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Back Stories | My 2000 Interview With Spencer Davis (RIP)

I was fortunate enough to interview the veteran rocker about his life & career.

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Photo by Joachim Köhler.

Various sources are reporting that classic rocker Spencer Davis has died at age 81, following complications from pneumonia. That’s a shame. I was fortunate enough to interview him about 20 years ago when he came to town for a casino show. Here’s some of what he had to say:

 


You can call him Spencer. You can call him Mr. Davis. You can call him The Professor if you like. You can even call him The Guy Who Wrote That Hanson Song. Just don’t call ’60s rock veteran Spencer Davis an oldies performer.

“I actually prefer the word timeless,” laughs the Welsh singer and guitarist from his home in Los Angeles. “I have managed to stay sort of contemporary — I’m working on a new album and I still play about 200 dates a year in all sorts of venues. So I’m not just one of those guys on the oldies circuit. Of course, it’s all relative, you know. I had a fellow call me up for some kind of oldies show. I told him I didn’t do oldies, but then he said, ‘Well, it’s $10,000 for three nights.’ I said, ‘Which oldies would you like to hear?’ ”

It goes without saying that Davis knows — and wrote — his share. A former teacher and modern languages major, he got “sucked into the music thing” in the early ’60s, playing after work with fellow up-and-comers like Bill Perks (later Bill Wyman) and then-girlfriend Christine Perfect (who went on to become Christine McVie). “Alexis Korner, John Mayall, Long John Baldry; I’ve played with them all at one time or another. I first saw Baldry at the tender age of 16; he was playing that sort of folk blues stuff that is so timeless. Alexis was the guy who told me what records to get.”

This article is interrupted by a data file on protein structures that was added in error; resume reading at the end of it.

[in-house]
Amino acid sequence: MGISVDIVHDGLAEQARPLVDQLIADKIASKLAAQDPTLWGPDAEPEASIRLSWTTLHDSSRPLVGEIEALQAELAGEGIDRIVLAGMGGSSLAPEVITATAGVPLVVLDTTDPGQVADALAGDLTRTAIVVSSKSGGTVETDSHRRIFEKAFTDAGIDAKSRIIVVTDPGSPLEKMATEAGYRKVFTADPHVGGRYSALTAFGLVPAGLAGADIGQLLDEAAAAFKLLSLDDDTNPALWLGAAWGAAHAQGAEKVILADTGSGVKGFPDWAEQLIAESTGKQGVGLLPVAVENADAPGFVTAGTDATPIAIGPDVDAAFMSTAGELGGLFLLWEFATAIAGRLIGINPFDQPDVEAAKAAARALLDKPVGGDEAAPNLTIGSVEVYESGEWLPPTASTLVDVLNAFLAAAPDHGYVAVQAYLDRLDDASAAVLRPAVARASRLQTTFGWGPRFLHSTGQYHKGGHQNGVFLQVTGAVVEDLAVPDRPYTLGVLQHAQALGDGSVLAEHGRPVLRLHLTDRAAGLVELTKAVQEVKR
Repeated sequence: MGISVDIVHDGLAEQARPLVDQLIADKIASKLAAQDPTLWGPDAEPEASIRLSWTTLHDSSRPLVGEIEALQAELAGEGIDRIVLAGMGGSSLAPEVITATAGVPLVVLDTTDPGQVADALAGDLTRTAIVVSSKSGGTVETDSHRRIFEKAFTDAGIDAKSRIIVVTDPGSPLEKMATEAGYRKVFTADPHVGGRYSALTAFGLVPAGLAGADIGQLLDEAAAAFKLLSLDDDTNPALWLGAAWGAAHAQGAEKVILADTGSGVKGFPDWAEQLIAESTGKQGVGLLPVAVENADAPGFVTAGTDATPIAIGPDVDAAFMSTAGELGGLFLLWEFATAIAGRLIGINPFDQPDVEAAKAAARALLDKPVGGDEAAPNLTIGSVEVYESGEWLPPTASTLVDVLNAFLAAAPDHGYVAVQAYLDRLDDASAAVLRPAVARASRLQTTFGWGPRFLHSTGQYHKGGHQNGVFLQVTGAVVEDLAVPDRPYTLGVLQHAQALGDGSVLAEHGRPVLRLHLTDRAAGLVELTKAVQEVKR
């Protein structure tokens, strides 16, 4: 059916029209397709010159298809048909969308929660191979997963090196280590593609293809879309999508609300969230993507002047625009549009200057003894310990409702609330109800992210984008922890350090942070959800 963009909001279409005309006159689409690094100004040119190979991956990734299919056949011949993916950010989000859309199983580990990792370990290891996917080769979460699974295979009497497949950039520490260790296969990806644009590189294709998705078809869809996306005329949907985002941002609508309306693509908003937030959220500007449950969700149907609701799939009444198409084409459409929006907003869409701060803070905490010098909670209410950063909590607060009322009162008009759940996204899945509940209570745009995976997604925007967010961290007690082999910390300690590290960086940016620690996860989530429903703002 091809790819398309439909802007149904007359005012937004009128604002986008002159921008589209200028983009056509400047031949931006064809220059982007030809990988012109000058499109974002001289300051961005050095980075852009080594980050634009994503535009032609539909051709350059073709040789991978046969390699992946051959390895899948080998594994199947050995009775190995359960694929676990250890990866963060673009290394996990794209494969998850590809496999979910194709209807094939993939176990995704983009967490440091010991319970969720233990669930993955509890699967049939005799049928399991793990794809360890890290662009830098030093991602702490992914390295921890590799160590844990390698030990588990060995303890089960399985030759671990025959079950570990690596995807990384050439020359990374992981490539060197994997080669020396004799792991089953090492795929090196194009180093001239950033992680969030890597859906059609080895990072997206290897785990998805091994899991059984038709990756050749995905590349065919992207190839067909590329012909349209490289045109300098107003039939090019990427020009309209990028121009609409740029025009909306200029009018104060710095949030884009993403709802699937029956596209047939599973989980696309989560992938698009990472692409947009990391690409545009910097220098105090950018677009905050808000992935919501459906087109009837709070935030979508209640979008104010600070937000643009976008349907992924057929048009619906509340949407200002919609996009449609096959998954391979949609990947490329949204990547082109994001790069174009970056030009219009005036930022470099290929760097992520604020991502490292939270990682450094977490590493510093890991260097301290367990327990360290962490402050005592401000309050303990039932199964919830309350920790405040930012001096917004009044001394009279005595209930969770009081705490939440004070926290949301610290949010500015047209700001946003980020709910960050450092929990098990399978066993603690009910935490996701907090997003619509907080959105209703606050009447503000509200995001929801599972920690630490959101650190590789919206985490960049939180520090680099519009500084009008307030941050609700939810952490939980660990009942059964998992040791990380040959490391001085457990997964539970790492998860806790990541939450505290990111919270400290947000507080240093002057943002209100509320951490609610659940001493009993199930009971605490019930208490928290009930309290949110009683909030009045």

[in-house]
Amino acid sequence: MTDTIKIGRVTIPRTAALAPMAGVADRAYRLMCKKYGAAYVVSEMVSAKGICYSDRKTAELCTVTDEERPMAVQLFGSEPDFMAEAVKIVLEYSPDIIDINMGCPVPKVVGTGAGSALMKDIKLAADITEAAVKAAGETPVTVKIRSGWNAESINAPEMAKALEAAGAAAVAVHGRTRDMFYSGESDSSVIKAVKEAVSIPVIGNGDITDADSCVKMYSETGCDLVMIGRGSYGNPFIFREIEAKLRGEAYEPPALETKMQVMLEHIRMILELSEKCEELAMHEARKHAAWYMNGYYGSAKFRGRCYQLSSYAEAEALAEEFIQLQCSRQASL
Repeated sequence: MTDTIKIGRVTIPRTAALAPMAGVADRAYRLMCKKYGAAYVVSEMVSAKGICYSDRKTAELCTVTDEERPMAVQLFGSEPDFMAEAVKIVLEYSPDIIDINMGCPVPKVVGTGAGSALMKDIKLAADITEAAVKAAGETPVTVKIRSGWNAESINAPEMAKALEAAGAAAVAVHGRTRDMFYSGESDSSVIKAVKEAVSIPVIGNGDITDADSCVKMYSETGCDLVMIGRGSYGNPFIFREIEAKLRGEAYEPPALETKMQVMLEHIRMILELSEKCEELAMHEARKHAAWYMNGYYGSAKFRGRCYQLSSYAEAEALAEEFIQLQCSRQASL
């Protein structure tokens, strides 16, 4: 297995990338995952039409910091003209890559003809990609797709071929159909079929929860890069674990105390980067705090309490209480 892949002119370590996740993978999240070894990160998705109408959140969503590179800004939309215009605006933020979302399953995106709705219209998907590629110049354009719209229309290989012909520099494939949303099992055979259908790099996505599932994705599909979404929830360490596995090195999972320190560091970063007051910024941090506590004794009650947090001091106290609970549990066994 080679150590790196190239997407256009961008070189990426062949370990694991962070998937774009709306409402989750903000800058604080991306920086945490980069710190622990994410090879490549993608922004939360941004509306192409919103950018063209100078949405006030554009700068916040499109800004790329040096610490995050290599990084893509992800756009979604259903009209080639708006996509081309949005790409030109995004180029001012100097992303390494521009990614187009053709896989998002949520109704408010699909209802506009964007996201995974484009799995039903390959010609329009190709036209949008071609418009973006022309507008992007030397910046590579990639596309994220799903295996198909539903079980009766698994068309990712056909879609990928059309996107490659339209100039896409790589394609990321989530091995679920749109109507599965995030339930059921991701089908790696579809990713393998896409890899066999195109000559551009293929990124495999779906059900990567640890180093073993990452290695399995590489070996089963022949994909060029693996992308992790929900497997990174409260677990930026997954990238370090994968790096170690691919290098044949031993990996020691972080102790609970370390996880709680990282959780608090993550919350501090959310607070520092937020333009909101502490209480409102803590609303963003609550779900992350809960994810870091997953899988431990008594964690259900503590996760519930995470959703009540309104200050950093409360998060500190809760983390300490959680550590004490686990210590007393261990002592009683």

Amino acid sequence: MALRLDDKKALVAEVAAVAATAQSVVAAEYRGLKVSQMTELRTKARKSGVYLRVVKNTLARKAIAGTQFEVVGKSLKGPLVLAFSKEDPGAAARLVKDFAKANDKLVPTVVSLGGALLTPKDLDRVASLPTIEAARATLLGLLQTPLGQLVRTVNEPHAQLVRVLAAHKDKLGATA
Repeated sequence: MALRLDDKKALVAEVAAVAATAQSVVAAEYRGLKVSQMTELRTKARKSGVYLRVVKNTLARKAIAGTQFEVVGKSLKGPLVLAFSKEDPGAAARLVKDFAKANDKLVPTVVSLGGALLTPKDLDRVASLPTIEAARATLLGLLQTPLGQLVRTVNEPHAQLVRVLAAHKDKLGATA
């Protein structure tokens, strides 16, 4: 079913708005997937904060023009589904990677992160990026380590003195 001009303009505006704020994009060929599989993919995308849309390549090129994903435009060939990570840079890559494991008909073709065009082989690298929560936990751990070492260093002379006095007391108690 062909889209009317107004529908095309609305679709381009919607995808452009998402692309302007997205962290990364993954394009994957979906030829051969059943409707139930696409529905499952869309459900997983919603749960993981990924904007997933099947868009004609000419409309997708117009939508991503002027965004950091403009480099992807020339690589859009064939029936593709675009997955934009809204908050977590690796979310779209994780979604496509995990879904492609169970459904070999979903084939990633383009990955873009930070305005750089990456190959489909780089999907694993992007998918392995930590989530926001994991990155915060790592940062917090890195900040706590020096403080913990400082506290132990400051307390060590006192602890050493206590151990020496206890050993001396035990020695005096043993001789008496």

The Spencer Davis Group in 1966. From left: Muff Winwood, Davis, Pete York, Steve Winwood.

Of course, his most famous outfit remains the Spencer Davis Group, which he formed in 1963 with teenage singer and organist Steve Winwood (“He didn’t even have a driver’s licence”), Winwood’s older-brother bassist Muff and drummer Pete York. The band scored hits with self-penned R&B-flavoured singles like Gimme Some Lovin’ and I’m a Man, but by 1967 Winwood had left to form Traffic, effectively halting the band in its tracks — though not before future Elton John sidemen Dee Murray and Nigel Olsson did a stint in the lineup.

“Steve was like the ephemeral moth — he was always looking for the flame,” Davis recalls. “It would have been a mutual advantage if we had been able to exploit it more, but he split just when the band was on the verge of making a big worldwide splash. He had to go back to the beginning and so did I. Thankfully for me, the writing helped sustained it. And the fact that I was able to do it without Winwood in the camp kind of consolidated my position, and allowed me to be on a constant burn as opposed to a shooting star. Of course, I never had such a high profile that I would fall such a great distance.”

Since then, Davis has dabbled in everything from record production to A&R and promotion, but can’t seem to get the performing bug out of his system. The perennial popularity of Gimme Some Lovin’ — it’s been covered by dozens of artists, from The Blues Brothers and The Grateful Dead to Hanson — hasn’t hurt his career, either. And even after nearly three decades, Davis says he never tires of playing that familiar “da-da-da-da-dum” riff.

“Why would I?” he asks. “As soon as the bass and drums start playing that lick, I look out and I see everyone’s reaction — they smile and they start to applaud and cheer. How could anyone get tired of that?”